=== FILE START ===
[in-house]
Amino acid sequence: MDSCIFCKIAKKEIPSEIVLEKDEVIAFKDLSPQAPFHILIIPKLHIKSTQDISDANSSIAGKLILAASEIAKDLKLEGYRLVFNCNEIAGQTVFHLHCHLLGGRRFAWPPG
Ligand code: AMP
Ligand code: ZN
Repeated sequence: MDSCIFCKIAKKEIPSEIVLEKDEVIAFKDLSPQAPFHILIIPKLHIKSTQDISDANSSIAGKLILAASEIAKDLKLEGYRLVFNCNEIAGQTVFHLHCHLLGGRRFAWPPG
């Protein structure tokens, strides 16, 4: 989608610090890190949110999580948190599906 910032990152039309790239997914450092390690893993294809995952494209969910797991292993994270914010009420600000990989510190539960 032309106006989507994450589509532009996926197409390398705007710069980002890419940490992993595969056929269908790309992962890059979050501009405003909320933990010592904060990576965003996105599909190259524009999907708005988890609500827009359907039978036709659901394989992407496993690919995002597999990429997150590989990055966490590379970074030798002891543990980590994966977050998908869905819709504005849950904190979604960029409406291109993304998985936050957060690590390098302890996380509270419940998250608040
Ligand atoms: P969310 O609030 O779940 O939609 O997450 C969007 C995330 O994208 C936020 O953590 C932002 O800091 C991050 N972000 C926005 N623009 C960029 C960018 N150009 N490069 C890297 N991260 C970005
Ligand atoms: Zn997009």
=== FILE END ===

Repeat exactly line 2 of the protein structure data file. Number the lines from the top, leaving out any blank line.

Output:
Amino acid sequence: MDSCIFCKIAKKEIPSEIVLEKDEVIAFKDLSPQAPFHILIIPKLHIKSTQDISDANSSIAGKLILAASEIAKDLKLEGYRLVFNCNEIAGQTVFHLHCHLLGGRRFAWPPG